Medication for Focal Onset and Primary Generalized Epilepsy – Seizure Treatment

by Roy Strowd, MD

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    00:01 So let's talk about how we select an appropriate drug to treat a patient's seizures.

    00:06 There's a laundry list of seizure medications at our disposal.

    00:09 And you can see that list here.

    00:12 When I'm thinking about which drug to select for a patient, it starts with the type of epilepsy.

    00:17 And we'll talk about certain drugs that are better for focal-onset epilepsy, and certain drugs for generalized epilepsy.

    00:24 The second thing I consider is the patient.

    00:26 What are the patient's medical comorbidities? And what drugs may exacerbate those underlying conditions? And then the last things is the side effect of the medicines.

    00:35 We want to select drugs that are the least likely to cause side effects for the patient that we're treating.

    00:40 And that helps to bring this list of many medications down to a small selection of the appropriate medicine for the individual patient.

    00:49 We can categorize that long list of medications based on their mechanism of action.

    00:54 And I find this really helpful.

    00:56 Medicines that have a similar mechanism of action often have a similar side effect profile.

    01:01 So the GABAergic agents, as you see here, phenobarbital, primidone, the benzodiazepines, tiagabine, and vigabatrin all have GABAergic side effects.

    01:10 Their mechanism is to increase GABAergic tone.

    01:13 Increase inhibitory tone.

    01:15 So the side effect is sedation.

    01:16 And that's the most prominent side effect that we see with these medicines.

    01:21 The sodium channel agents. Some of those you see here, phenytoin, carbamazepine, oxcarbazepine, lamotrigine, lacosamide, topamax, and zonegran.

    01:31 All these sodium channel agents have sodium channel side effects.

    01:34 And I think about things like nausea, vomiting, dizziness, imbalance, disequilibrium, and ataxia.

    01:40 And those are the things that we can see in patients who have a toxic doses or toxic levels of these medicines or side effects.

    01:48 For the calcium channel activations, we think about ethosuximide, gabapentin, and pregabalin.

    01:54 In ethosuximide is the most common calcium channel agent that we think of.

    01:57 It acts on the T-type calcium channels.

    02:00 We don't think of gabapentin or pregabalin.

    02:03 Many think that those are GABAergic agents, and that's why they're called gabapentin or have the word pregabalin in them.

    02:10 Interestingly, they act on the voltage-gated calcium channels, And in doing so, do increase GABAergic tone.

    02:17 So their side effect profile really mirrors the GABAergic agents, even though their mechanism is through increasing or acting at the calcium channel.

    02:26 Levetiracetam acts at the SV2A receptor and has very novel mechanism of action.

    02:32 Valproic acid is a dirty drug and that's a good thing.

    02:35 It works on many epilepsies and doesn't have a specific mechanism of action, and has a unique side effect profile that we will talk about.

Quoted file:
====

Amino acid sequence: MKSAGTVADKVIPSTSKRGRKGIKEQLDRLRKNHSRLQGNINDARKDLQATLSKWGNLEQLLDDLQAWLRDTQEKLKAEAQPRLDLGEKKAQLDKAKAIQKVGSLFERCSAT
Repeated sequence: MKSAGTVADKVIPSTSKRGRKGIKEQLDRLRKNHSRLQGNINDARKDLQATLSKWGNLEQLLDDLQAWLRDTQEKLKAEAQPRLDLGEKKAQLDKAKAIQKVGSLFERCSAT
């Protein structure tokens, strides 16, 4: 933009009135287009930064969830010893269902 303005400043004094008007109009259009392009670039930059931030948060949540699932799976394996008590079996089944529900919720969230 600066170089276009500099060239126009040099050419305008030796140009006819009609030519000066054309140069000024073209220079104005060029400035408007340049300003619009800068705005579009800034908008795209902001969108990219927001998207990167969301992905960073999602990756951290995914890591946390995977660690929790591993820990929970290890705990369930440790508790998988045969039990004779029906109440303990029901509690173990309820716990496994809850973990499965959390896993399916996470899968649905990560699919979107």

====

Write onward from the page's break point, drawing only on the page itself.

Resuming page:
02:43 Potassium channel activation is Potiga.

    02:46 It acts on the KCNQ2 channel.

    02:48 And then there are other seizure medicines that fall into a different category.

    02:52 That can't be mechanistically categorized.

    02:54 Felbamate and rufinamide.

    02:57 When we're selecting the right drug for the right patient, we start with the type of epilepsy.

    03:03 And here we'll go through the drugs that we consider for a patient with partial seizures or focal-onset epilepsy.

    03:10 Again, the seizure types we're treating our partial seizures or focal-onset seizures.

    03:14 Those would be the simple partial seizures, the complex partial seizures, or the secondary generalized seizures.

    03:20 We also categorize those as focal-onset with retained awareness, or focal-onset with altered awareness.

    03:26 The first line agents that we would think about are listed here.

    03:29 And carbamazepine or Tegretol is a medication to consider for these patients.

    03:34 We also frequently would consider levetiracetam or lamotrigine.

    03:38 Second-line agents, as you can see here, include many of the other seizure medicines and in a number of categories.

    03:45 Lacosamide, phenytoin, which is a very effective agent.

    03:48 Valproic acid acts on many different seizure types in zonisamide.

    03:53 And then there are other alternatives that we can consider in really exceptional cases, and would be used for patients with severe medically refractory epilepsy as you can see here.

    04:05 What about for primary generalized epilepsy? Is again this is the generalized onset seizures.

    04:10 Our first-line agents lamotrigine and levetiracetam.

    04:14 Those are highly effective for both focal-onset and generalized-onset seizures topiramate, zonisamide, and valproic acid is effective for most seizure types.

    04:25 Our second-line drugs, phenytoin, phenobarbital and other alternatives including felbamate.

    About the Lecture

    The lecture Medication for Focal Onset and Primary Generalized Epilepsy – Seizure Treatment by Roy Strowd, MD is from the course Seizures and Epilepsy.

    Included Quiz Questions

    1. Levetiracetam
    2. Gabapentin
    3. Phenytoin
    4. Valproate
    5. Zonisamide
    1. Topiramate
    2. Phenytoin
    3. Phenobarbital
    4. Gabapentin
    5. Zonisamide

    Author of lecture Medication for Focal Onset and Primary Generalized Epilepsy – Seizure Treatment

     Roy Strowd, MD

    Roy Strowd, MD

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